Book Review: Learning The Yahoo! User Interface Library

I love Javascript. It's an elegant language with a bad rap. And with the proliferation of frameworks that build on the standard and browser-specific functionality, developers have a rich set of tools with which to build extremely rich user interfaces. The Yahoo User Interface, or YUI, is among the heavier frameworks that attempt to provide a near replacement API for the standard Javascript and DOM specifications. It's a closer competitor to the likes of Adobe Flex in the "DHTM Vs. Flex" wars, but as with most Javascript frameworks, is completely open source and free.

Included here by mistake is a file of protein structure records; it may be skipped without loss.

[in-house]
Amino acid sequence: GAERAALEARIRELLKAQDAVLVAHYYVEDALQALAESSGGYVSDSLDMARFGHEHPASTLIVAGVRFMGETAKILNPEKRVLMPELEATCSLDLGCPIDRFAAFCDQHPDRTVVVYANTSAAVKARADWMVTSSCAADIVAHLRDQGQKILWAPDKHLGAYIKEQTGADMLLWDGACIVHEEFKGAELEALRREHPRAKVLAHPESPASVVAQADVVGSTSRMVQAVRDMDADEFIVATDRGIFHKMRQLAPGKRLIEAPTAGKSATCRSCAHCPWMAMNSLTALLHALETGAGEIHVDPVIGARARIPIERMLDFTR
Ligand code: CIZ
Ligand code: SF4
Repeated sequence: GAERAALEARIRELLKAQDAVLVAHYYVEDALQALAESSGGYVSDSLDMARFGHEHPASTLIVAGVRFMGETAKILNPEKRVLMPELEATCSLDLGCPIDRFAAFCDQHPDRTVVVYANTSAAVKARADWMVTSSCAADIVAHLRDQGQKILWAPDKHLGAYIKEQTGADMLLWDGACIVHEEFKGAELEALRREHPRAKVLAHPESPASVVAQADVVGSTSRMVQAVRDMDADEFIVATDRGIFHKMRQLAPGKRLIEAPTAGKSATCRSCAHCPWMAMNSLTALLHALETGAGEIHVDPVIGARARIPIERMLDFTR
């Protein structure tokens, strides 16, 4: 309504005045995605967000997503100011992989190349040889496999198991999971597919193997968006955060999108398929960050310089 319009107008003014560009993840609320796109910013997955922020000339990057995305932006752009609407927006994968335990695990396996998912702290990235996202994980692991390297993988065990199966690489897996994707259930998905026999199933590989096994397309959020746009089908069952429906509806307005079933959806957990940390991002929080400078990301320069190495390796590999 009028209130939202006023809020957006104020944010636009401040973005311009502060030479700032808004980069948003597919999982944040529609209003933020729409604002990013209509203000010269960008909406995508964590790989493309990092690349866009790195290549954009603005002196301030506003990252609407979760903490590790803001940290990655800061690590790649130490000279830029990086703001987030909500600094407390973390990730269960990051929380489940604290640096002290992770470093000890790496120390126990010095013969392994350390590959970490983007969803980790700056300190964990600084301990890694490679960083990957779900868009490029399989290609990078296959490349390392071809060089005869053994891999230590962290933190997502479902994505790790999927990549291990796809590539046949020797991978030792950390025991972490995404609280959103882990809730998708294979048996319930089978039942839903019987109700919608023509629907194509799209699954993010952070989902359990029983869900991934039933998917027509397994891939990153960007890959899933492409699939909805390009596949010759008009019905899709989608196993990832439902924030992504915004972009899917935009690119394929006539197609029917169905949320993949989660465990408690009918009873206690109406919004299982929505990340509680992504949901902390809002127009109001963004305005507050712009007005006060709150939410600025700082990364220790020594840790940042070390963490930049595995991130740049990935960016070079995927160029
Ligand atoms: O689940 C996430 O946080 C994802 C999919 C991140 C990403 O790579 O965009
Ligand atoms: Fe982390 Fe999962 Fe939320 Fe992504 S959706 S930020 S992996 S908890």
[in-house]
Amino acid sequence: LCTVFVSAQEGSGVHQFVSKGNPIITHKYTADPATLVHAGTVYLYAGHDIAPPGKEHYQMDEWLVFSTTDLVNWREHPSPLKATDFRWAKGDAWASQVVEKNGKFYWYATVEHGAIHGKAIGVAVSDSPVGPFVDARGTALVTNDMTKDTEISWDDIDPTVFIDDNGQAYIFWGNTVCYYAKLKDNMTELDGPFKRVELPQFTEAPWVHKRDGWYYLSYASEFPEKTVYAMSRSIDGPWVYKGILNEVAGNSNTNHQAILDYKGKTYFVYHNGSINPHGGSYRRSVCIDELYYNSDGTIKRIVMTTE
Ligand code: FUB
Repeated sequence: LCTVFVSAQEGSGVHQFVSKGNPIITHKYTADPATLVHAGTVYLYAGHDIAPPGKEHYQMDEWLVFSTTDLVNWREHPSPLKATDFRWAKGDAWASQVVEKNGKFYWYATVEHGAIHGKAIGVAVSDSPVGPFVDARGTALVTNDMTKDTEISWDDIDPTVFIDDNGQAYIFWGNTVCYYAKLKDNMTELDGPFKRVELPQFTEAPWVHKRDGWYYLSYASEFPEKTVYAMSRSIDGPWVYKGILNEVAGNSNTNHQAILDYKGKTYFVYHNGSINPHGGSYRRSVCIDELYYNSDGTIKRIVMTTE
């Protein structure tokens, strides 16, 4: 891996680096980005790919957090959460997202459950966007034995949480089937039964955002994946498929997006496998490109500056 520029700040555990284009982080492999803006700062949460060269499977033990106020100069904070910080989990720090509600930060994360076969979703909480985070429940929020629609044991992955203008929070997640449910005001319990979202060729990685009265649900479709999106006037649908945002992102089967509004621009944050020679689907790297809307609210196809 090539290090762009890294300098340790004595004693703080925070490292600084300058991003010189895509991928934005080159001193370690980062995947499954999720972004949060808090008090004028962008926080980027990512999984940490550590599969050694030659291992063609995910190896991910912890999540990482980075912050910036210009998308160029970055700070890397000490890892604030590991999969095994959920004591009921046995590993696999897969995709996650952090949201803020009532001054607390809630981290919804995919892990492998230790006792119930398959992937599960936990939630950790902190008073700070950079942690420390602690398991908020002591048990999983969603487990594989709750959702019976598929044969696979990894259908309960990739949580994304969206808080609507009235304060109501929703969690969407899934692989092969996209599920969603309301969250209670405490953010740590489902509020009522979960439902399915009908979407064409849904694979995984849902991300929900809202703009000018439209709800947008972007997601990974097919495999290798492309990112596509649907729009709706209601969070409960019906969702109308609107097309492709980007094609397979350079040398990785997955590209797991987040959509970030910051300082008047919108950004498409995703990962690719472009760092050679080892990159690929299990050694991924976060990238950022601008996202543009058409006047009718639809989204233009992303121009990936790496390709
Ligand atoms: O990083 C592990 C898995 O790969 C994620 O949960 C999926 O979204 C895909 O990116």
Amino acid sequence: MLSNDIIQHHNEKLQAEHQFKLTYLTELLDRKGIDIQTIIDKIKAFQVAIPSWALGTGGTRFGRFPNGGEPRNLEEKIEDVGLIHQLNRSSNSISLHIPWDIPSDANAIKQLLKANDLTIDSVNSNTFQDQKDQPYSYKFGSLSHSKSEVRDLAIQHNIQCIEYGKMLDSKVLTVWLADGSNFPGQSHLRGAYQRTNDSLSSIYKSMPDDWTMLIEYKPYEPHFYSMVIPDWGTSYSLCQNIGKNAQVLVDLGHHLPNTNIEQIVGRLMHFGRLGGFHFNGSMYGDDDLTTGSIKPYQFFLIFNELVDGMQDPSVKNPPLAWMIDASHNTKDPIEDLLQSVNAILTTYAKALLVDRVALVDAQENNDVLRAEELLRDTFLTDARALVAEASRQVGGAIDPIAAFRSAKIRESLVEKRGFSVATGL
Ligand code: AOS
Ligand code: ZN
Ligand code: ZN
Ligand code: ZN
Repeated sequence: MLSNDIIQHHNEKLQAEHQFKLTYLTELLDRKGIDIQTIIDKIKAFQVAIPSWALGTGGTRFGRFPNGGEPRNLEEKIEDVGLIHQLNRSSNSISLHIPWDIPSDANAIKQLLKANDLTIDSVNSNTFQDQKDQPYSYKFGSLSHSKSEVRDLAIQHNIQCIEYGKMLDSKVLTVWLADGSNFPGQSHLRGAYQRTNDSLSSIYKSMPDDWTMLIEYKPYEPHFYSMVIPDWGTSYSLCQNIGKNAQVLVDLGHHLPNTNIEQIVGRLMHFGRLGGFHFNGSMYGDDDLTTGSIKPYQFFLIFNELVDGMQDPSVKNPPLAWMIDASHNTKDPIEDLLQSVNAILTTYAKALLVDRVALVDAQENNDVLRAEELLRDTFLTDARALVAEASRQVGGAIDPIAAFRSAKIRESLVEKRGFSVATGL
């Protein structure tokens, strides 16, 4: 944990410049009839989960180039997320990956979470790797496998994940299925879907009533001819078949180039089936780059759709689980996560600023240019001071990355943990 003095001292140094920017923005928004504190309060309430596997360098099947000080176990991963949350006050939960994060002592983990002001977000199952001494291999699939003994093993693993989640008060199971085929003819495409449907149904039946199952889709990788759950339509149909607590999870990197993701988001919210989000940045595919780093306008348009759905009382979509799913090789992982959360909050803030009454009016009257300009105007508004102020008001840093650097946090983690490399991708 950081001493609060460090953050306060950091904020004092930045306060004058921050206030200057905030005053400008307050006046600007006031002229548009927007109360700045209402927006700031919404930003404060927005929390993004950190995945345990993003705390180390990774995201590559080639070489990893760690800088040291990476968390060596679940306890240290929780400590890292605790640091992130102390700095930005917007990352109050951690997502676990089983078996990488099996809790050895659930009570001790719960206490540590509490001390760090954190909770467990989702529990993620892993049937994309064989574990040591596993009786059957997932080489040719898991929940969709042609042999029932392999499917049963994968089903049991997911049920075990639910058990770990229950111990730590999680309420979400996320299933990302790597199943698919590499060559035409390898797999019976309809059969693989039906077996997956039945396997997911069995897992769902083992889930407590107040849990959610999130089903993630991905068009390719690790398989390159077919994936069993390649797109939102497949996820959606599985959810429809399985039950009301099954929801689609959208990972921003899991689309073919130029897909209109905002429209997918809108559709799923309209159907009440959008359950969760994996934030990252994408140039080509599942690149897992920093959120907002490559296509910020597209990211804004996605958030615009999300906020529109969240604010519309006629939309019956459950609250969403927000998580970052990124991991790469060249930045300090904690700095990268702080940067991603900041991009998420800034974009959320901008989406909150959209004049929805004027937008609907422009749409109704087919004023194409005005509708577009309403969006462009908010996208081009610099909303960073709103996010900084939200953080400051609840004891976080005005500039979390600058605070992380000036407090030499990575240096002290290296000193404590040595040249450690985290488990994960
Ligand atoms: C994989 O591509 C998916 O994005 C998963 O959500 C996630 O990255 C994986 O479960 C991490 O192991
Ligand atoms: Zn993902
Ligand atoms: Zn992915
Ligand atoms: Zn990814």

I really wanted to like this book, because YUI is a really interesting technology. But, unfortunately there were so many wasted pages that it became difficult to get into the narrative. When I read a technology book cover-to-cover, as is the only way I consume technology books (reference material should be online and searchable) I want a short introduction, a simple example and then elaboration. Instead, this book presents a detailed introduction, a complex multi-page example, and very little elaboration. This forced me to flip around a lot to understand what part of the five pages of code HTML, CSS, and Javascript was supposed to be the part I was learning about. It was nice to attempt to build something useful instead of dummy examples, but without a more simple concept from which I could build, I had to work for the knowledge that is so simply presented in other texts.

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